Fitzhugh is seeking to improve—and develop new—treatment options to achieve a cure for sickle-cell disease (SCD). Although matched-sibling bone-marrow transplantation offers the best treatment for people with SCD, only 15 to 20 percent of these patients have a complete sibling match. More than 90 percent have at least a half-match such as a parent, child, or half-matched siblings. Fitzhugh is developing an alternative option that involves such haploidentical donors. Her goal is to develop a widely available, successful half-matched transplant regimen.
Jung-Min Lee, National Cancer Institute
Lee is conducting clinical and translational research to study the clinical activity and biomarkers of new immune-based DNA injury combination therapies in women who have recurrent ovarian cancer. Her research is focused on cancers that share similar molecular abnormalities: BRCA mutation-associated breast or ovarian cancer, high-grade epithelial ovarian cancer, and triple negative breast cancer (TNBC). Lee’s clinical trial is the first to test the modulation of immune-checkpoint activity by increasing the antigenic microenvironment with active targeted therapy. The project may have a profound impact on the near- and long-term outcomes of women with recurrent ovarian cancer.
Frank Lin, National Cancer Institute
Lin is using targeted radionuclide therapy (tRNT) to treat cancer. Unlike conventional external-beam radiation therapy, tRNT can target and treat cancer cells throughout the entire body and has the potential to deliver lethal radiation doses to even micro-metastases. He works with pheochromocytoma/paraganglioma, mesothelioma, and prostate cancer, but tRNT can be used to treat other malignancies, too. Lin hopes to demonstrate that tRNT can be used to treat a variety of malignancies including cancers that are highly resistant to other forms of therapy.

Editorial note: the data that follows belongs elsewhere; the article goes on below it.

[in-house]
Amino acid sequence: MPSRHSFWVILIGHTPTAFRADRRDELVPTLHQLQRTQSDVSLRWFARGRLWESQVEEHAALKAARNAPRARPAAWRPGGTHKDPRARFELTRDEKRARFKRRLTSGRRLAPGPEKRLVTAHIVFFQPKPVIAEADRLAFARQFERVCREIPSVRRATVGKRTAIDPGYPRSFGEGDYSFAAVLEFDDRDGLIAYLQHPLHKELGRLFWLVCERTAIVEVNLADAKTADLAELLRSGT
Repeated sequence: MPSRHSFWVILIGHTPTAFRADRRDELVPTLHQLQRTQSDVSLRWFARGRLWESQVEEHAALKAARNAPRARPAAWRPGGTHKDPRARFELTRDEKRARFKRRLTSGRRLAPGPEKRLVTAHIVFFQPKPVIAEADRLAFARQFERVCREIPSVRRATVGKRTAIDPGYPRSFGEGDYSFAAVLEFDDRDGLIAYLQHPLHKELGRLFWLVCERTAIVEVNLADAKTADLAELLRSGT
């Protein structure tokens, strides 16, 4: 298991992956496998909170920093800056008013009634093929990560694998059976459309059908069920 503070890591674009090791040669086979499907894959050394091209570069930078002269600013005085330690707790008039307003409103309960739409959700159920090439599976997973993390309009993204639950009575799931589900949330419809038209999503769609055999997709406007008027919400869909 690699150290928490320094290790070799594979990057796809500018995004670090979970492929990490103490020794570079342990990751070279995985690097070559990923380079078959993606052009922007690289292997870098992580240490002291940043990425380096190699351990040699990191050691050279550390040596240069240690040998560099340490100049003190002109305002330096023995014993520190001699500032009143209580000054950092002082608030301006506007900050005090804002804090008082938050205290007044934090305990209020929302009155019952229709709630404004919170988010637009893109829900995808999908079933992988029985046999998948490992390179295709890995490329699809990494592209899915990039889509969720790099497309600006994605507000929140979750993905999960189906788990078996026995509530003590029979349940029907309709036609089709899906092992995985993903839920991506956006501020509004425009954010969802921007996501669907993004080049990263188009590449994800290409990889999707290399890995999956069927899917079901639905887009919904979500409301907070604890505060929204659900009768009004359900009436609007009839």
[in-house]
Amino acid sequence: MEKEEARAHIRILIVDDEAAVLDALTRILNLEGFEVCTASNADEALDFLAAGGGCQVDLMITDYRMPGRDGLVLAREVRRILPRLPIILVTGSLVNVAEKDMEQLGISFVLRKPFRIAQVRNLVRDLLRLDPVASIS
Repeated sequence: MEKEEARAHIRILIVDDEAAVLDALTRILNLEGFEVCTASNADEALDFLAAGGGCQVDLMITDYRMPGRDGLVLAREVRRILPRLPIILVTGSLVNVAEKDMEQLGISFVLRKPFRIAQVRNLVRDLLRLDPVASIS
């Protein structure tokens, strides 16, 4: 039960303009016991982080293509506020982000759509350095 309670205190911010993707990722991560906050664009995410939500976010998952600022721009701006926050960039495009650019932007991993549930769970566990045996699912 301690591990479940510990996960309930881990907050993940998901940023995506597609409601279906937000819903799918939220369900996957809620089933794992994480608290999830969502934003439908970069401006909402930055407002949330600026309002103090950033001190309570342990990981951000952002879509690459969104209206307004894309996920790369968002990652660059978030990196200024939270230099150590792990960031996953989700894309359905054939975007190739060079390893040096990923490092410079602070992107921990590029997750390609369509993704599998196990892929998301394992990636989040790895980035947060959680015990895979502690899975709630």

Anish Thomas, National Cancer Institute
Thomas is a medical oncologist with a focus on clinical and translational research of small-cell lung cancer (SCLC). His goal is to systematically develop more effective therapies for patients with SCLC and similar chemotherapy-refractory tumors by targeting key pathways involved in DNA replication, repair, and chromatin remodeling. His current work builds on more than six years of experience in clinical research of thoracic cancers.